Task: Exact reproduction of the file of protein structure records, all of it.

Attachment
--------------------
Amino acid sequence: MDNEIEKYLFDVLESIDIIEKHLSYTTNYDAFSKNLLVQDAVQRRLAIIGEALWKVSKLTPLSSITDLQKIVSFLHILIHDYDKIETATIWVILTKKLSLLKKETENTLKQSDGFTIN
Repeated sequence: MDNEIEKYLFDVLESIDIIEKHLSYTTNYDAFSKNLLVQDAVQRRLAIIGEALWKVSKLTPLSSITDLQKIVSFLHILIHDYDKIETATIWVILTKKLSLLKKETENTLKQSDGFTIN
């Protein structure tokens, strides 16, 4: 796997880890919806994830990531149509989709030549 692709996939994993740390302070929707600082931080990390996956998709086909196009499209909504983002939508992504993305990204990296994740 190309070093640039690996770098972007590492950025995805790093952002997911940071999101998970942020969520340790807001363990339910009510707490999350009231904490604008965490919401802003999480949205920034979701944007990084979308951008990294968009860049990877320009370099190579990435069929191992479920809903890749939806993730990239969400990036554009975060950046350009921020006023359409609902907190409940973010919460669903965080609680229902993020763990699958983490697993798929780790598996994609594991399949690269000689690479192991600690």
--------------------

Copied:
Amino acid sequence: MDNEIEKYLFDVLESIDIIEKHLSYTTNYDAFSKNLLVQDAVQRRLAIIGEALWKVSKLTPLSSITDLQKIVSFLHILIHDYDKIETATIWVILTKKLSLLKKETENTLKQSDGFTIN
Repeated sequence: MDNEIEKYLFDVLESIDIIEKHLSYTTNYDAFSKNLLVQDAVQRRLAIIGEALWKVSKLTPLSSITDLQKIVSFLHILIHDYDKIETATIWVILTKKLSLLKKETENTLKQSDGFTIN
């Protein structure tokens, strides 16, 4: 796997880890919806994830990531149509989709030549 692709996939994993740390302070929707600082931080990390996956998709086909196009499209909504983002939508992504993305990204990296994740 190309070093640039690996770098972007590492950025995805790093952002997911940071999101998970942020969520340790807001363990339910009510707490999350009231904490604008965490919401802003999480949205920034979701944007990084979308951008990294968009860049990877320009370099190579990435069929191992479920809903890749939806993730990239969400990036554009975060950046350009921020006023359409609902907190409940973010919460669903965080609680229902993020763990699958983490697993798929780790598996994609594991399949690269000689690479192991600690």